Lenin’s face is strong, calm, and refined in the fundamental sense. His hand rests on a red pillow and his hands, clasped on his chest in a tranquil way, appear delicate and intellectual. The short yet forceful beard is reddish. We have to keep moving, though we want to stop and look longer and more carefully…. [I]t is not enough.
No, it was not enough; the Lamonts ached for more, and so they got in line again to revisit Lenin. They paid “homage,” “taking strength from [Lenin’s] impersonally beautiful and resolute face,” which was “perfectly natural and wholly desirable.”
In general, the Lamonts returned home to America to report the “great deal of happiness,” the “new human nature” they had discovered in communist Russia. “[T]he new world of the twentieth century is the Soviet Union,” they glowed to their progressive comrades. “And no one who is seriously interested in the progress of the human spirit can afford to miss it.”
Some “progress.” As the Lamonts wrote those words, Stalin was ramping up his forced famine, his Great Purge, and launching his annihilation of tens of millions of human spirits. Few in the USSR would miss it—the mass murder and criminality, that is.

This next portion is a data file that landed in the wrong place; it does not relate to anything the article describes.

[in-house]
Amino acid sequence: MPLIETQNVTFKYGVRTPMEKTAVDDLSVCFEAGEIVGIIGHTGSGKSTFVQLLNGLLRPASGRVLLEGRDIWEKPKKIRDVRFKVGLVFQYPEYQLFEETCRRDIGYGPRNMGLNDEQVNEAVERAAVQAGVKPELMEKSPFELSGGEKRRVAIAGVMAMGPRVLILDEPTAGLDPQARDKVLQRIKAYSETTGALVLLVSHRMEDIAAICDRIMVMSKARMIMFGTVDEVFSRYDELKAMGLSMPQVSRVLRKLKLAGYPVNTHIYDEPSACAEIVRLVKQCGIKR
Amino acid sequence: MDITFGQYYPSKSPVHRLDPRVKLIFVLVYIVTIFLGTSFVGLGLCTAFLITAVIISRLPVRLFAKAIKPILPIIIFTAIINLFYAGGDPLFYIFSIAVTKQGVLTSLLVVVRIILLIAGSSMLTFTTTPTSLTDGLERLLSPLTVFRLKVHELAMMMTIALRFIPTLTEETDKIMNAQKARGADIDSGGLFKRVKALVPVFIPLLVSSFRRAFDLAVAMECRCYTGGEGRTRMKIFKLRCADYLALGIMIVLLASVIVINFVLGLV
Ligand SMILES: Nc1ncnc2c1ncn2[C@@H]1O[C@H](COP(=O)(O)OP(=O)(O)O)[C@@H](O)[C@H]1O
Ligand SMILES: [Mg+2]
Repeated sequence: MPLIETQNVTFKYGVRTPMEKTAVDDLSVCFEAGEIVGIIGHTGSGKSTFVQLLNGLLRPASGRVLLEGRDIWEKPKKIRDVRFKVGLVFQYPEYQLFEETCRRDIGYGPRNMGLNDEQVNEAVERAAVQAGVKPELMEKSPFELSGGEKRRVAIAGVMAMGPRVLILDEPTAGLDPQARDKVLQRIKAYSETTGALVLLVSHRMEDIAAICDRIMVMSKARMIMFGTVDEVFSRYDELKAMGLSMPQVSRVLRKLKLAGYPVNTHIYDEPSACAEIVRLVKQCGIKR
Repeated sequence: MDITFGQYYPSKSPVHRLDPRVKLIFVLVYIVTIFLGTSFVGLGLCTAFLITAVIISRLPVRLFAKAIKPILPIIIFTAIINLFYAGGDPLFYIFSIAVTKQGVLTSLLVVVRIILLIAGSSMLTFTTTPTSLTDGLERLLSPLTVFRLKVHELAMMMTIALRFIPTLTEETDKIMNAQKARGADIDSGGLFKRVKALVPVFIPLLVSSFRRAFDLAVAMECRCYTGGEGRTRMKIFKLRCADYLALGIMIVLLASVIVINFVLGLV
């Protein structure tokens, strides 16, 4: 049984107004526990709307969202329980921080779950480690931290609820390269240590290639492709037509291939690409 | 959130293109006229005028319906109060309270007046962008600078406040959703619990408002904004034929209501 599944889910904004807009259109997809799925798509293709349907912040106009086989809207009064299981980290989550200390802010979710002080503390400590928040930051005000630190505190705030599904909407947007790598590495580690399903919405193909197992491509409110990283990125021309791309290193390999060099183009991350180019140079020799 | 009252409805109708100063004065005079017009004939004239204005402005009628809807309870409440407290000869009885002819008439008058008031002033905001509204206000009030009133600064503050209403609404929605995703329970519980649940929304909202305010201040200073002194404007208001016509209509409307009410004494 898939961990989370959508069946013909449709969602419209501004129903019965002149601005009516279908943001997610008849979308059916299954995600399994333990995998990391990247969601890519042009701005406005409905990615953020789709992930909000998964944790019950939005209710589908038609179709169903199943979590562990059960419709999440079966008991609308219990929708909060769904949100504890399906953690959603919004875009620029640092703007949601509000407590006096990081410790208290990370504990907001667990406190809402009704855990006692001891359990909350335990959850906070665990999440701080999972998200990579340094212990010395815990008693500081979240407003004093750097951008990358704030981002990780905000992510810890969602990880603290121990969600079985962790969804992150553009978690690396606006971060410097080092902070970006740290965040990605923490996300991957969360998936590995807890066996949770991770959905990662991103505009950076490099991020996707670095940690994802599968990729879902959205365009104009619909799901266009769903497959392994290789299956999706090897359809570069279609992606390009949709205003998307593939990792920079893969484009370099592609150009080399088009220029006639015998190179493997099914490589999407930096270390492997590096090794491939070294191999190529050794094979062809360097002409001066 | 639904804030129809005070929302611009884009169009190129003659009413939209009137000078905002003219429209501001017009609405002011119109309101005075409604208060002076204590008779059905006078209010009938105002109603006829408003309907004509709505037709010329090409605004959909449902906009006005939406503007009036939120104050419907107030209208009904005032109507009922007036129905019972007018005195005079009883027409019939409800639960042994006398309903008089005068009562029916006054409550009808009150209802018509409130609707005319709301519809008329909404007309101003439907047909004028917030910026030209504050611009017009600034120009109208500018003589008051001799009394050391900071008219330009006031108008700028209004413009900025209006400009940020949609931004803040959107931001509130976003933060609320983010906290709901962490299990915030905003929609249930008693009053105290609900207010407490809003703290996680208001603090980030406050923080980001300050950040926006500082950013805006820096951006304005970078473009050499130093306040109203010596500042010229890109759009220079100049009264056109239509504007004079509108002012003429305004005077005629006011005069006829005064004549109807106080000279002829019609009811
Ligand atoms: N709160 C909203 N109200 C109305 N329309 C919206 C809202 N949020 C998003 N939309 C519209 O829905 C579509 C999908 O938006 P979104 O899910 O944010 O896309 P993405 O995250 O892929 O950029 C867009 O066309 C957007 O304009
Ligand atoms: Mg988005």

But that wasn’t the feeling among the American Left. Among them was Corliss Lamont’s colleague, Dr. John Dewey, pillar of Columbia Teachers College, and founding father of American public education. The Bolsheviks adored Dewey, immediately translating into Russian several of Dewey’s major works before the Russian Civil War had even ended. The respect was mutual, and John Dewey couldn’t wait to make his own pilgrimage to the USSR, which he did in the summer of 1928, preceding the Lamonts’ visit. When Dewey returned, he filed a six-part series in The New Republic.
Dewey’s TNR dispatches on Russia were almost lyrical, as he waxed poetic about what he had experienced. Dewey discovered a “kind of completed transmigration of souls,” an “impression of movement, vitality, energy. The people go about as if some mighty and oppressive load had been removed, as if they were newly awakened to the consciousness of released energies.”